by Sharon ChanceAugust, 1999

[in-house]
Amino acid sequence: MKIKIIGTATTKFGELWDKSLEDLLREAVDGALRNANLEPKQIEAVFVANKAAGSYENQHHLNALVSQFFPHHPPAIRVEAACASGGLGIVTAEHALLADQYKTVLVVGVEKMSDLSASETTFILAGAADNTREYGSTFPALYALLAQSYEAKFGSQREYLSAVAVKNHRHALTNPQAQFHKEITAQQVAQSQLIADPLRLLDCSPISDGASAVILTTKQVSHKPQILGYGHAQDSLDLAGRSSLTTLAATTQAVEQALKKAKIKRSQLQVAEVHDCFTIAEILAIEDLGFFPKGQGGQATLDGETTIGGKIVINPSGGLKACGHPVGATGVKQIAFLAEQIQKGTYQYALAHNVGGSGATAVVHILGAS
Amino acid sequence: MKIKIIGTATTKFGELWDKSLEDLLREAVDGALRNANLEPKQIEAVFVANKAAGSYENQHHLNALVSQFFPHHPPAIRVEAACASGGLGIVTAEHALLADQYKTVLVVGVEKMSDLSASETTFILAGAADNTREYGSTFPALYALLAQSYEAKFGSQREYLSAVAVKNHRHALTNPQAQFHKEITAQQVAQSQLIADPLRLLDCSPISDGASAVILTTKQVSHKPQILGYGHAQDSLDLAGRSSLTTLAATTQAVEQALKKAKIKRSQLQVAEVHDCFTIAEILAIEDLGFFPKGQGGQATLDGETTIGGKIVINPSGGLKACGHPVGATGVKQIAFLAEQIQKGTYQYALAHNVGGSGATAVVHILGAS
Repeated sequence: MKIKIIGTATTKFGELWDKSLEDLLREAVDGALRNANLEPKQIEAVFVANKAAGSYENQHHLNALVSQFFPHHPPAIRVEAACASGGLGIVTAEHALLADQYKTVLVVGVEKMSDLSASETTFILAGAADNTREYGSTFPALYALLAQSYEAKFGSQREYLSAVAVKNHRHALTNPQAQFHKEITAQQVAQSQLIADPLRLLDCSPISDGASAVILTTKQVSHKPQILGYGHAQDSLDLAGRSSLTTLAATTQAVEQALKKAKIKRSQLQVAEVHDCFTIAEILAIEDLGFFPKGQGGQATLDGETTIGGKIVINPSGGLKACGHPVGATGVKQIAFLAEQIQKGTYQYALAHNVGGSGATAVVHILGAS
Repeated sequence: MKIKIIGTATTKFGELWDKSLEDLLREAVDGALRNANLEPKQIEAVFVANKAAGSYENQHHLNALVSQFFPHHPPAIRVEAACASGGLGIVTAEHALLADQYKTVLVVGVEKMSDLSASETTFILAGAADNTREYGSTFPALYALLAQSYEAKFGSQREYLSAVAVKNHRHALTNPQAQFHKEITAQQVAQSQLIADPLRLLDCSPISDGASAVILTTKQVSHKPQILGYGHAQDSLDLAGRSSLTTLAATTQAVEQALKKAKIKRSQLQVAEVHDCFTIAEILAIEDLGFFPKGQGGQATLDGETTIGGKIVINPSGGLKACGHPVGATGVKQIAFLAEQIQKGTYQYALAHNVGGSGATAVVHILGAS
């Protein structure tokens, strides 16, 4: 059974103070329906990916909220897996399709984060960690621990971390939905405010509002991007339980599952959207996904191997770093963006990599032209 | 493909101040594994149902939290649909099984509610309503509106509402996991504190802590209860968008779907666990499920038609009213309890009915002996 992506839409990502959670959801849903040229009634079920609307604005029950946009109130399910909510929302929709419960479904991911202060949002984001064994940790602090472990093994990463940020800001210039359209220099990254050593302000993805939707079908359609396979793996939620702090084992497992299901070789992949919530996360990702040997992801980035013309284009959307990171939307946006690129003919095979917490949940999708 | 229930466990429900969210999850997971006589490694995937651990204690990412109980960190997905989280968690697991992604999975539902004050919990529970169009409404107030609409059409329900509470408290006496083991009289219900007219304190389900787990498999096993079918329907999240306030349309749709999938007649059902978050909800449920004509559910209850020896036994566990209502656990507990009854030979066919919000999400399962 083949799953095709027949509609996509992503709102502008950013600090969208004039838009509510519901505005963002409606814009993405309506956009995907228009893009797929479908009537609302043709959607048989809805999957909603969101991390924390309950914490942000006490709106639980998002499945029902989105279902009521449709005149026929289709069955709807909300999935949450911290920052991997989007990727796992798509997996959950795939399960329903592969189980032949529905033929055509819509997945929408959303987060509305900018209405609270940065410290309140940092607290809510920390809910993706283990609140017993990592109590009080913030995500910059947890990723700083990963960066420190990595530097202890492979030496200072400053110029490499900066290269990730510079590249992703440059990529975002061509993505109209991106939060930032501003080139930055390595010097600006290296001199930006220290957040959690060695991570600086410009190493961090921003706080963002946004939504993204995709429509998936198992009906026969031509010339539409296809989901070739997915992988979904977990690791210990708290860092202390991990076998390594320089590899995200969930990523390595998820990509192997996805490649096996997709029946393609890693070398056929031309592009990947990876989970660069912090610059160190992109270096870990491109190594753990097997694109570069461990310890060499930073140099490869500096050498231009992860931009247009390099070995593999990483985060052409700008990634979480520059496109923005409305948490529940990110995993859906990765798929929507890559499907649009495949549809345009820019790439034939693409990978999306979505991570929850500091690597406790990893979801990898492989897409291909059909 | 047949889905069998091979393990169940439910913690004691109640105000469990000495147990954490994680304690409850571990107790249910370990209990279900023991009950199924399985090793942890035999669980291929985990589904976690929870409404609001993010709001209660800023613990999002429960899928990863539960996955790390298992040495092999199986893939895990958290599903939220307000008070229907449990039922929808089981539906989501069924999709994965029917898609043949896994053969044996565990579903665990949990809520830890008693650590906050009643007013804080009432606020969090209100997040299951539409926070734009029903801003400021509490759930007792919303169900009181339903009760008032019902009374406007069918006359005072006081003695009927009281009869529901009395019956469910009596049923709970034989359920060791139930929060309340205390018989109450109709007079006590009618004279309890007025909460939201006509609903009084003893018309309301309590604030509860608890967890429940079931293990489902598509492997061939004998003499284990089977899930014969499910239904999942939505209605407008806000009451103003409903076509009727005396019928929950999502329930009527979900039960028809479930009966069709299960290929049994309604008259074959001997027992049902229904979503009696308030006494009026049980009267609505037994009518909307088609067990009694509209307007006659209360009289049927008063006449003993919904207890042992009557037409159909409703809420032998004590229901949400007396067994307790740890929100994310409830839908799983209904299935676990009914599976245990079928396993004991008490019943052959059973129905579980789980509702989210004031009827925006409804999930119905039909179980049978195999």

Review By Sharon Galligar ChanceNoted African-American author Connie Briscoe remembers as a child seeing two portraits of very light-complexioned women on her grandmother's bureau and asking who the two white women were. She was told they were her great-great grandmother and great-great aunt. And they weren't white ; both had been slaves up until the end of the Civil War. Being naturally curious, Briscoe set out to uncover the family history. From this research came A Long Way from Home. This emotional narrative is a multi-generational story of slavery, freedom, and the unbreakable bonds of family, as told through three unforgettable women. A Long Way from Home recounts the lives of Susie, her daughter Clara, and her granddaughter Susan. Born and raised as privileged house slaves onMontpelier, the Virginia plantation of President James Madison and his wifeDolley Madison, these women are united by love, a fierce devotion to each other,and, ultimately, a desire for freedom. For Susie, life holds no promise beyondthe plantation. As a personal maid to Miss Dolley, she is content. DaughterClara, however, longs to control her own destiny despite her mother's words ofcaution: . . . You don't know a thing about freedom, 'cause I don't knowanything about it. It takes money and know-how to live free. You don't just upand do it. Life changes for both women with the death of James Madison and the departure of his wife for her town house. As a result of neglectful management, the plantation eventually falls to a series of owners, each posing a new threat to Susie and Clara and the other longtime Madison slaves.